“Bear with me while I ask some stupid questions,” Tanta wrote, and proceeded to assert that the industry was less likely to “rationalize” than fall apart, which it did. Citigroup was bailed out by the government last month.
She loved the intricacies of mortgage financing and would joke about being not just a nerd on the subject but a nerd’s nerd. She eventually wrote, for the Calculated Risk site, “The Compleat ÜberNerd,” 13 lengthy articles on mortgage origination channels, mortgage-backed securities and foreclosures that constituted a definitive word on the subject.
The rest of the time, Tanta liked to chew on the follies of regulators, the idiocies of lenders and — a particular favourite — clueless reporters, which according to her was just about all of them. She did not approve, she once wrote, of “parading one’s ignorance about mortgages in an article full of high-minded tut-tutting over ignorance about mortgages.”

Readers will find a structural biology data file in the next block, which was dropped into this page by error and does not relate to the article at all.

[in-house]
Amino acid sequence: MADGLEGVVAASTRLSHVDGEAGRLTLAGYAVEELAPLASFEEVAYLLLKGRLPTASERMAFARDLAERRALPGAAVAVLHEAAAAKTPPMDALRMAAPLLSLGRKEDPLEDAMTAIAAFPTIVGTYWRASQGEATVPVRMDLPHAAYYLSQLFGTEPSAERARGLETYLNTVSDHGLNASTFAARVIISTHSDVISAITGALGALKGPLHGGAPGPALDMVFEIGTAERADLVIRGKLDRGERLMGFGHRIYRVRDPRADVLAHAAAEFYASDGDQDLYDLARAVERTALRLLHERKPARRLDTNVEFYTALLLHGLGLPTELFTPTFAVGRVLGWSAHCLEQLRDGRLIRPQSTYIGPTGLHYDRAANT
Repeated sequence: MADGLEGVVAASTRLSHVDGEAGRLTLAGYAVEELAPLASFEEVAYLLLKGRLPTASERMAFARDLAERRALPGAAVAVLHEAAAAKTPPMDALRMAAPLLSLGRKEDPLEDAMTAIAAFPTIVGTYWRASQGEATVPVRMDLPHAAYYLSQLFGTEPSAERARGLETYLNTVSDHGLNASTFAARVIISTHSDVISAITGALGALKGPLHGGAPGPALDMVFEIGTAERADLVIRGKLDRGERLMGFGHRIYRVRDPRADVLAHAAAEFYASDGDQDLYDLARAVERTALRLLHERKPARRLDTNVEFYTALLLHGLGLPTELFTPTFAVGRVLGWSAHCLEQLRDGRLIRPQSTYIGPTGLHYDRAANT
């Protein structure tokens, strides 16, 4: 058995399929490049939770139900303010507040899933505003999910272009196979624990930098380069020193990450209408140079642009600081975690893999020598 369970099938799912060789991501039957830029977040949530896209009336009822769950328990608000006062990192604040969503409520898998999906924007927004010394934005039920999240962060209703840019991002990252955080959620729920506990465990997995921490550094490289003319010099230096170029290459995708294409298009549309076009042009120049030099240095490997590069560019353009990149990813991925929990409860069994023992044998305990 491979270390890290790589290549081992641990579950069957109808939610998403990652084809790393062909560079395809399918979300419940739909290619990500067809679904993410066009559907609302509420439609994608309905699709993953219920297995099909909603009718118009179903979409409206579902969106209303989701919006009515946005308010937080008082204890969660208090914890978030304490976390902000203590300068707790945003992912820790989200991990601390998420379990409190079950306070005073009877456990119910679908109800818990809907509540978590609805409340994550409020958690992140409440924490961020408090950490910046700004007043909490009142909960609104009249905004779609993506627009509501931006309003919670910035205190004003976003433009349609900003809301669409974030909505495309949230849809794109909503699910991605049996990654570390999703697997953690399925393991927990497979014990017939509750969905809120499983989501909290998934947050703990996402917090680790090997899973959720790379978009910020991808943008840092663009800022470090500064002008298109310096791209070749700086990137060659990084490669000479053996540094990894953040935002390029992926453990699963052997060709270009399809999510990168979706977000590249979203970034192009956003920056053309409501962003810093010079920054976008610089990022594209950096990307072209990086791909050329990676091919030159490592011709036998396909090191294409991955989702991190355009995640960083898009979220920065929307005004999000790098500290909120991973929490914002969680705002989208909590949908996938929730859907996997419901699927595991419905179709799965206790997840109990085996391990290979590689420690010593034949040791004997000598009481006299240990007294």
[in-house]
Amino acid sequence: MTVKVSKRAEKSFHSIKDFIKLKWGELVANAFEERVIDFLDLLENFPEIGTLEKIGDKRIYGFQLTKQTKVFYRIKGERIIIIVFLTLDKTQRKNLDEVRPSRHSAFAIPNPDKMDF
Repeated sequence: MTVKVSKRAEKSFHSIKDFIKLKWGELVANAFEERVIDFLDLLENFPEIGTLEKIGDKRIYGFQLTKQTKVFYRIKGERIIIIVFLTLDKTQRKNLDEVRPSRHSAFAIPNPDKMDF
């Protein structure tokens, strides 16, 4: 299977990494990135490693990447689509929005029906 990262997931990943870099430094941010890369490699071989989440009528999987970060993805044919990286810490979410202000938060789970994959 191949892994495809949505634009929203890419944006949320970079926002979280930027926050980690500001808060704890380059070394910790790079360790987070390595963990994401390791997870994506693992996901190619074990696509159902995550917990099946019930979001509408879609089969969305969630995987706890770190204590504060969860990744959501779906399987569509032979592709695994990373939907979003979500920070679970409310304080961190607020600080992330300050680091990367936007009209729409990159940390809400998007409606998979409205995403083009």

In March 2006, Ms. Dungey was diagnosed with late-stage ovarian cancer.
Ms. Dungey was raised in Bloomington-Normal, Ill., had a graduate degree in English, and worked as a writer and trainer for a variety of lenders, including Champion Federal and AmerUs Mortgage.
One of Tanta’s last posts was written as the $700 billion bailout was first being debated in mid-September, and it seemed that the Treasury Department might buy bad assets directly from troubled banks.
Tanta argued that for every asset that banks unloaded on the government, the chief executives should be required to explain “why they acquired or originated this asset to begin with, what’s really wrong with it in detail, what they have learned from this experience, and what steps they are taking to make sure it never happens again.”